The meaning of equality, diversity, and inclusion (EDI) in different contexts and the use of power to create more intersectional approaches is a central debate for humanitarians. In recent years, it has become clear that international aid workers must begin to deepen their understanding of power dimensions and reflect upon their own biases and behaviours.
In the aid sector, the discussion of power imbalances that shape humanitarian coordination mechanisms is long overdue. The concepts of power and change are central themes of EDI and have clear implications for equality, gender-based violence, social inclusion, and decolonisation within the sector.
As part of this process to understand these themes, it is incumbent on international NGOs to address diversity, equality, and inclusion within their own structures and programmes, and to reflect on how to change the biases and behaviours that have entrenched power imbalances.
To further this process, RedR UK has developed a new training course: Diversity, Equality, and Inclusion in Humanitarian Programming. The course, which comprises one compulsory module and four optional modules, will run over a three-week period starting on 21 February. You can select any of these optional modules depending on your needs and develop your own learning journey at a pace that suits you.
To sign up to these modules, follow the links below:
The training course will enable participants to reflect more deeply on behaviours in the humanitarian sector and will help foster a long-term process of positive change.
We spoke to two of the training designers, Kate Denman and Lata Narayanaswamy, to understand why this training is needed and the context behind it.
What do equality, diversity, and inclusion (EDI) mean to you?
Personally, these three words mean that we embrace differences, we provide equal opportunities to everyone and meet the range of different needs that a diverse community needs. This includes considerations for people of different gender identities, sexual orientation, race, ethnicities, class/caste, people with disabilities and other marginalised groups. To achieve equal opportunities, we need to look at shared histories and power imbalances that shape today’s realities in order to readjust and redistribute power.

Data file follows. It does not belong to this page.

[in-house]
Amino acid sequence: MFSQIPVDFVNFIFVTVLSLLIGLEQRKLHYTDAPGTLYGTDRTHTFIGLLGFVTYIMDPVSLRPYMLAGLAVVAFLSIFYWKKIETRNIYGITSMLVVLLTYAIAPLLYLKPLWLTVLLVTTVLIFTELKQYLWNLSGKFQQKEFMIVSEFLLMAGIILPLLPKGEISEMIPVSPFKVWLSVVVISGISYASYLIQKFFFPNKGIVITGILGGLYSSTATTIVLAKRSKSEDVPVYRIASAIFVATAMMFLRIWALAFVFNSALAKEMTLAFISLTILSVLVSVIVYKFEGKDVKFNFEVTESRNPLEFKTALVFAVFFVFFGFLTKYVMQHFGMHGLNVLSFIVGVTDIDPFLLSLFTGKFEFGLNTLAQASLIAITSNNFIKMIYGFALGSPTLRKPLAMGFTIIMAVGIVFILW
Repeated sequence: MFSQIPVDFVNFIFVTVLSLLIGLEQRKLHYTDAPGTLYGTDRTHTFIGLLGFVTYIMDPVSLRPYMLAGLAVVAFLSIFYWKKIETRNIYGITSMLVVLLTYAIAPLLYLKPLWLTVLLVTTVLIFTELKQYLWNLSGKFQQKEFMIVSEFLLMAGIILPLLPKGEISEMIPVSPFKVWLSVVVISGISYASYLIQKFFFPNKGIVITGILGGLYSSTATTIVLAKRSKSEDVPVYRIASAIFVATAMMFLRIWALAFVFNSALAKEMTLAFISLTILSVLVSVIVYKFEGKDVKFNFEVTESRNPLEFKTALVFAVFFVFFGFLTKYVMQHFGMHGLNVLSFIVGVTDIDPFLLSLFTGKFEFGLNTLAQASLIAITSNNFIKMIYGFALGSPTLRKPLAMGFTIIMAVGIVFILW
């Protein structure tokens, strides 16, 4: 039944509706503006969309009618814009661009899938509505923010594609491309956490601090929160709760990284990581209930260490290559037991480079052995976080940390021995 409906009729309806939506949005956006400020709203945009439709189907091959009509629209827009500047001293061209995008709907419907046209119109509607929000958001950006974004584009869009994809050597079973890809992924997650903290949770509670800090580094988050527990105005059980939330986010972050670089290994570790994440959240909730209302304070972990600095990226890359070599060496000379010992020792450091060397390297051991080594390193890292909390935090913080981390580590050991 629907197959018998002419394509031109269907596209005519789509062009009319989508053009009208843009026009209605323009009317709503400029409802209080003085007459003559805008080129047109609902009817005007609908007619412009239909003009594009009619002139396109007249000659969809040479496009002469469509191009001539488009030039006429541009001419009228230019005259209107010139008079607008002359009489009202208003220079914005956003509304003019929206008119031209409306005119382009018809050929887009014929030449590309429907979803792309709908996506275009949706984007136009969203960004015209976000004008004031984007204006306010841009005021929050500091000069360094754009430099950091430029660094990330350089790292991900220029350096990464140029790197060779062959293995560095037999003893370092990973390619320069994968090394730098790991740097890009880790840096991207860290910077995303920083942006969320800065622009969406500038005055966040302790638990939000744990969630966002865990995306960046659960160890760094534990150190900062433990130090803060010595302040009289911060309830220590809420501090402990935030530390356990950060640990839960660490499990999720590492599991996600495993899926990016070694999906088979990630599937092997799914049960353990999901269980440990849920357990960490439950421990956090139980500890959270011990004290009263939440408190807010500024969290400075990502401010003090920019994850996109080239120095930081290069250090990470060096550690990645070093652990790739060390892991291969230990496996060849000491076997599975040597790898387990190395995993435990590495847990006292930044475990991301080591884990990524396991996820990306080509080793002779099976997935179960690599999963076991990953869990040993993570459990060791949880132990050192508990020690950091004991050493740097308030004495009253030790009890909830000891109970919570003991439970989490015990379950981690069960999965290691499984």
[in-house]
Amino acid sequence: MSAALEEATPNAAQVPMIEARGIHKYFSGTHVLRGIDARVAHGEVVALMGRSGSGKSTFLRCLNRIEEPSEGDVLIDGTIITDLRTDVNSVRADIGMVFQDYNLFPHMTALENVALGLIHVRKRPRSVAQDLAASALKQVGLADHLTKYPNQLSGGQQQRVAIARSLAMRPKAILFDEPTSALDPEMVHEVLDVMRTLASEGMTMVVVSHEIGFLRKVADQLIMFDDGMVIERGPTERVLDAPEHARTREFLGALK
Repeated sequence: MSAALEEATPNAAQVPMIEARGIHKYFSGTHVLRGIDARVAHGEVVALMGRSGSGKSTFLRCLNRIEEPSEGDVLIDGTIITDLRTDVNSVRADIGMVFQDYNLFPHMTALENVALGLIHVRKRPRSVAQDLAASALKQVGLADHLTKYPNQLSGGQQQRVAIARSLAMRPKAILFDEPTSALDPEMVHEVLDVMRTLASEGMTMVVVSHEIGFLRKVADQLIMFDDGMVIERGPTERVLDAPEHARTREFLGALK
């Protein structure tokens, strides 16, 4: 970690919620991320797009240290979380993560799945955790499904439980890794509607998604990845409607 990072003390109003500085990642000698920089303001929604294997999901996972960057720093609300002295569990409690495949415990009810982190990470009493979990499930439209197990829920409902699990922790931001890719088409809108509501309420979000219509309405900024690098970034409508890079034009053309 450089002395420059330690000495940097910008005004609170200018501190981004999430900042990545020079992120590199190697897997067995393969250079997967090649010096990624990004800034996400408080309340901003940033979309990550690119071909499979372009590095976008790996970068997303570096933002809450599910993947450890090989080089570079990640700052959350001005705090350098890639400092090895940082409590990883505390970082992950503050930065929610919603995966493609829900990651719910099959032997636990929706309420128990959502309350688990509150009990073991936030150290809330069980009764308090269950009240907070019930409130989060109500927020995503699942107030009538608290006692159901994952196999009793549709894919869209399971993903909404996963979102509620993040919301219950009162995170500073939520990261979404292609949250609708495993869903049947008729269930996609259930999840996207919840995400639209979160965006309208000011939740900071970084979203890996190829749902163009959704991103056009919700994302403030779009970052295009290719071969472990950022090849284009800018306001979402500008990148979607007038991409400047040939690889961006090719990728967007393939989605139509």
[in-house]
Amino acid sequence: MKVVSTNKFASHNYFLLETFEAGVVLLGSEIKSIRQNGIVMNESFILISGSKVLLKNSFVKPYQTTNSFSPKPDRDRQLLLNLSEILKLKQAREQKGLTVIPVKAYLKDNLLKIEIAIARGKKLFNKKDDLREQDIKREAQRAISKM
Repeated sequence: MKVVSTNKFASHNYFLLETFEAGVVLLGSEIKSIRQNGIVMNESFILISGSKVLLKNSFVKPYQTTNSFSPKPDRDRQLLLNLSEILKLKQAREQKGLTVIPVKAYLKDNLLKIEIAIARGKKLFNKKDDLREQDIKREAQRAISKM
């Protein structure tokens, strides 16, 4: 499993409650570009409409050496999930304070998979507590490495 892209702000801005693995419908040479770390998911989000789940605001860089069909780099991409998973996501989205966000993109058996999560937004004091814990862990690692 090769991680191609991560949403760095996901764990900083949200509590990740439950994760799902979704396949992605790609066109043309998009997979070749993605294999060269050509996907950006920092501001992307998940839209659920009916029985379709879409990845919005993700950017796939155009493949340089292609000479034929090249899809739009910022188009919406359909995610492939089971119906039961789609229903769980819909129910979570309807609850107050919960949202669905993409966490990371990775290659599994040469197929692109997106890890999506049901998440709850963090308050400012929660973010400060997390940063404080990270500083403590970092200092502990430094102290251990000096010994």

Why are equality, diversity, and inclusion particularly important in the humanitarian sector?
The humanitarian sector’s history has been based on colonial histories, largely run by white men from the ‘Global North’. This means that there is rarely ever any historical reflection on why a crisis might be occurring, nor why there may be a lack of local capacity to manage that crisis.
Colonial legacies underpin the idea of ‘aid’ and how it is ‘delivered’; as charity, or a benevolent gift to people with less knowledge and capacity than ‘rich’ world governments. This attitude in turn influences how decisions are made and by whom, both internally and externally. To meet the needs of diverse people in crisis we must reflect on how our own systems and programmes are created and what attitudes, behaviours and power structures need to change to ensure a genuine shift to localisation that embraces equality and diversity.
Are equality, diversity, and inclusion in the sector currently receiving the attention they deserve?
Whilst EDI is rightly receiving more attention than ever, we need to ensure this is not a ‘tick box’, and that these are not just a few whimsical words placed on websites and pushed into proposals. We need to build understanding, reflect on our behaviours and be part of the change that is required. In this sense, RedR’s training course is focused on self-reflection and programme change.
We have created a modular course to enable participants to take their journey at their pace. The modules are designed to be the start of a much longer journey of change, not just a box you can tick and then move on to something else. They will give you the confidence and resources to be part the sector’s diversity, equality, and inclusion movement.
Lasting change can only occur when we begin to reflect on our own attitudes and behaviours regarding diversity, equality, and inclusion. It is our goal that this training course will help begin this process of self-reflection, and will enable participants to implement the kind of change needed to decolonise humanitarian aid.
To sign up to our Diversity, Equality, and Inclusion training course, click here.